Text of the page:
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Re: Competition fuels obsession over Perl

by Abigail-II (Bishop)
on Feb 19, 2004 at 14:55 UTC ( #330221=note: print w/replies, xml ) Need Help??

in reply to Re: Competition fuels obsession over Perl
in thread Competition fuels obsession over Perl

I've participated twice in the European ACM programming contest (finished one time near the bottom, the other time, we missed being send to the World finals because while we made the "cut" (I think the top 6 or top 8 were to be send), there were too many teams from the same country that finished before us), and those times, the only allowed language was Pascal.

I've also organized regional contests in later years (writing most of the scoring software in AWK - but this was the first time a Perl book appeared on my desk). From what I remember from those times (late 80s, early 90s), the most important aspect in being succesful is terminal time management. You have 4 team members, 6 to 10 problems, and just one terminal. Another, very important, aspect is being able to handle the input border cases correctly. It's very frustrating to get your submission rejected time after time (with no reason or error message other than whether it compiled or not), only to find out the vague wording of the problem allowed for a different input format than you were programming for.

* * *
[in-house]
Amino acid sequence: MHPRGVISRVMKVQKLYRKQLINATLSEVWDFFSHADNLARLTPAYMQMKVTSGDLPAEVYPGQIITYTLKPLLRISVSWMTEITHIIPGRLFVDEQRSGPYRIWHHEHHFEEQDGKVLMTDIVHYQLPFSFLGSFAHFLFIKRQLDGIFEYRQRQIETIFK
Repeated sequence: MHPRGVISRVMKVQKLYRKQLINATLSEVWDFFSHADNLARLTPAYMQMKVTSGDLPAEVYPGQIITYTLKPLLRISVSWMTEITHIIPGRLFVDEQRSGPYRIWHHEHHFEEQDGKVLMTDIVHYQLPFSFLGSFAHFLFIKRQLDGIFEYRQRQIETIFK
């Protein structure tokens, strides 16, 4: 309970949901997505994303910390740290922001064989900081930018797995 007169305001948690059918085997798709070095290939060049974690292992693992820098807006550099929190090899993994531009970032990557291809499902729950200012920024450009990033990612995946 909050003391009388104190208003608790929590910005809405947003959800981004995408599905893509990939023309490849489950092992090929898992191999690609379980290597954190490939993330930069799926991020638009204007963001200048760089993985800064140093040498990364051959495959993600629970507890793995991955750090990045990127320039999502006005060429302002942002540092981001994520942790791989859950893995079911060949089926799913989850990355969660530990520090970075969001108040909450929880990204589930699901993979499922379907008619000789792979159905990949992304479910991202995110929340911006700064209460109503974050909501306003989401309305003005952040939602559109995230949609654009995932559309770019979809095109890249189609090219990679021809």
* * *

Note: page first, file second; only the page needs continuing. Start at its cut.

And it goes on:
It's a bit easy to say "well, if only we were allowed Perl, then we could have done all the problems with time to spare". That's like saying "if we could make use of a bicycle, we could do the marathon in world record time". A programming contest that allows for Perl to be used can be as hard as one that allows C or Pascal. You just have to adapt the problems. Parsing problems that are tricky to do right in C or Pascal might be easy in Perl. On the other hand, there's much to say for not allowing Perl. You want a contest to be 'all-round', so it should problems that might involve parsing, or searching for strings in a large set. Using tools that already have solved those problems is kind of pointless.